The U.S. Air Force has assigned ten T-38C jet trainers to an F-22 unit to serve as training aircraft. Since F-22s don't expect to face anything as capable as an F-22 in the near future, anything that can move fast and maneuver like a jet fighter will do as an "opponent" aircraft. The T-38 is very similar, in shape and performance, to the American F-5 (a contemporary of the MiG-21), and does the adversary work for a fraction of the cost of using another F-22. Moreover, the T-38 is physically small, as are many likely F-22 opponents. Since the F-22 prefers to operate without using its radar, a small adversary is good training. Such an aircraft has to be detected using heat sensors, or, in daylight, the pilot's eyes.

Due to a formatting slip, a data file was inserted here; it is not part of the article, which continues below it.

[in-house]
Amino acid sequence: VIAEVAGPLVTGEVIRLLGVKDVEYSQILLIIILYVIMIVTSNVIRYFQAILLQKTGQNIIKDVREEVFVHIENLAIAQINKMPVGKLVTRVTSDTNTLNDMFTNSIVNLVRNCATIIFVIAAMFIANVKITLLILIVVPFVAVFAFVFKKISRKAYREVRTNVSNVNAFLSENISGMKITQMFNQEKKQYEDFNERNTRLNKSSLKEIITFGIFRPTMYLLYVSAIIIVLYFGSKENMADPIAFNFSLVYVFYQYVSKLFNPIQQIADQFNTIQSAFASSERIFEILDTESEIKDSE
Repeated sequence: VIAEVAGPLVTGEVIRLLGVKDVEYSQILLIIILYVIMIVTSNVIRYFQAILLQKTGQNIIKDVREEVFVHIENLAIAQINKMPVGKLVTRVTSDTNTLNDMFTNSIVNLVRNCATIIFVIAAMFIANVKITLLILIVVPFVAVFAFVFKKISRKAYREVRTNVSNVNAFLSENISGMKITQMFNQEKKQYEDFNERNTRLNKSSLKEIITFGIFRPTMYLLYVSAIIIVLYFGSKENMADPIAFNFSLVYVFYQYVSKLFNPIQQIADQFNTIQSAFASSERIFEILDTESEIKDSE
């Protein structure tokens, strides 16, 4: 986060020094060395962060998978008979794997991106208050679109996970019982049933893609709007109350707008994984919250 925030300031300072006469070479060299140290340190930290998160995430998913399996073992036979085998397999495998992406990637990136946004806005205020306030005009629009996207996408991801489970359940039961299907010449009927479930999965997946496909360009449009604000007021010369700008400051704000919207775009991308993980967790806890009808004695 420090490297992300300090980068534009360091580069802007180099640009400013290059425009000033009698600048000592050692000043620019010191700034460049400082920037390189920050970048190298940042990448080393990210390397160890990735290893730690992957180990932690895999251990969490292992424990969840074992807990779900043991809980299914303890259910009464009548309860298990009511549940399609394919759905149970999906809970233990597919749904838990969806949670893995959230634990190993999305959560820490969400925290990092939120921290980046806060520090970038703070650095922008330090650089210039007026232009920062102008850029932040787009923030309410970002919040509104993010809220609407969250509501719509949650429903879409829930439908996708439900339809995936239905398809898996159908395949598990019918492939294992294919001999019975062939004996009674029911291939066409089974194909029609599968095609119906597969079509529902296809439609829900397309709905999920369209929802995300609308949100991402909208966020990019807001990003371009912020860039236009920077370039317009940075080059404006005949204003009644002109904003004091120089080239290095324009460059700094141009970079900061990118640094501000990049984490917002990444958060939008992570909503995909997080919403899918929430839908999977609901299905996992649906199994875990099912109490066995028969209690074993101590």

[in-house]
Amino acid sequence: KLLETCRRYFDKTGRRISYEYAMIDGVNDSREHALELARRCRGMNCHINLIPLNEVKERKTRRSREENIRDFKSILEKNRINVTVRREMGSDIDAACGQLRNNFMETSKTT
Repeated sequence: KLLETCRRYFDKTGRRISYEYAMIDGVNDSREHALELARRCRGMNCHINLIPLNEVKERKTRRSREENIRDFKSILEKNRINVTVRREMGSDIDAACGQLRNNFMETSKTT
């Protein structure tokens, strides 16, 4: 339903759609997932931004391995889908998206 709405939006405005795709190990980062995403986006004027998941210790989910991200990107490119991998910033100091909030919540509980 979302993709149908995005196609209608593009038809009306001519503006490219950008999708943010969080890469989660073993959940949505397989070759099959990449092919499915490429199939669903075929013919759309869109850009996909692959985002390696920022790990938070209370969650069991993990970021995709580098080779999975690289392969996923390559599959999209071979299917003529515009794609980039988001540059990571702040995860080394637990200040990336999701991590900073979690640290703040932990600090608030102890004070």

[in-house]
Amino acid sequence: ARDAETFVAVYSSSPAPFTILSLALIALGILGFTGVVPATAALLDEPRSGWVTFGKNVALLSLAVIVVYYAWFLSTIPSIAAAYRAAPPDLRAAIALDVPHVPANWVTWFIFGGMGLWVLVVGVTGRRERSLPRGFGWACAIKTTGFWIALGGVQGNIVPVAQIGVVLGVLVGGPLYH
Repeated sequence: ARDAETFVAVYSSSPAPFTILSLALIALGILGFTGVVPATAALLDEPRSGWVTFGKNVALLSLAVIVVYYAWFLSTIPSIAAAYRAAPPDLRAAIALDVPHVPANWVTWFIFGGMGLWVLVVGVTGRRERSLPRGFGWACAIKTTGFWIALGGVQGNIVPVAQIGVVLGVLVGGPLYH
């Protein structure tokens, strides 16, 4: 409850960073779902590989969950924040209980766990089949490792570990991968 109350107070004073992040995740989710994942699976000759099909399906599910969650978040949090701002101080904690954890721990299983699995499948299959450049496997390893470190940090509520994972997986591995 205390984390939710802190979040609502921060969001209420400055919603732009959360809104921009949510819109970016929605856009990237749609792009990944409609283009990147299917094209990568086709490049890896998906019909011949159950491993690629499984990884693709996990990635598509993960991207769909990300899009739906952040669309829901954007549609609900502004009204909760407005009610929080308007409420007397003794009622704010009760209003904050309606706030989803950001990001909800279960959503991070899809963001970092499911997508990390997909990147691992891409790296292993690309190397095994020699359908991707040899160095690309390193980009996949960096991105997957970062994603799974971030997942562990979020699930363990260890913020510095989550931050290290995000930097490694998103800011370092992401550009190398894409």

The T-38 has been in use as a trainer for 47 years, and the U.S. Air Force has over 400 of them for pilot instruction. Air force T-38s are undergoing structural and electronics upgrades, to keep them going for another decade. Production of some 1,200 T-38s ended in 1972, so all existing models are over 39 years old. The five ton aircraft is actually a variant of the F-5 fighter aircraft (a few of these are still in service). Several other nations use the T-38, but many newer trainer designs are beginning to be bought as replacements.